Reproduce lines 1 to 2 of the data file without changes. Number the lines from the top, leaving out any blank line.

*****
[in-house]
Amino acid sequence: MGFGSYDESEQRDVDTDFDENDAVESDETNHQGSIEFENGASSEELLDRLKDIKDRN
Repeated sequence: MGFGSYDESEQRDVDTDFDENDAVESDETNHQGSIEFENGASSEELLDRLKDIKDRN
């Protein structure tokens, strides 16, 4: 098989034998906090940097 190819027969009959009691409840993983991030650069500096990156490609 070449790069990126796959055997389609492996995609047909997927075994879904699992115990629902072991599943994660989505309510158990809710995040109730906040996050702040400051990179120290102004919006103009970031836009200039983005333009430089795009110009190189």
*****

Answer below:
[in-house]
Amino acid sequence: MGFGSYDESEQRDVDTDFDENDAVESDETNHQGSIEFENGASSEELLDRLKDIKDRN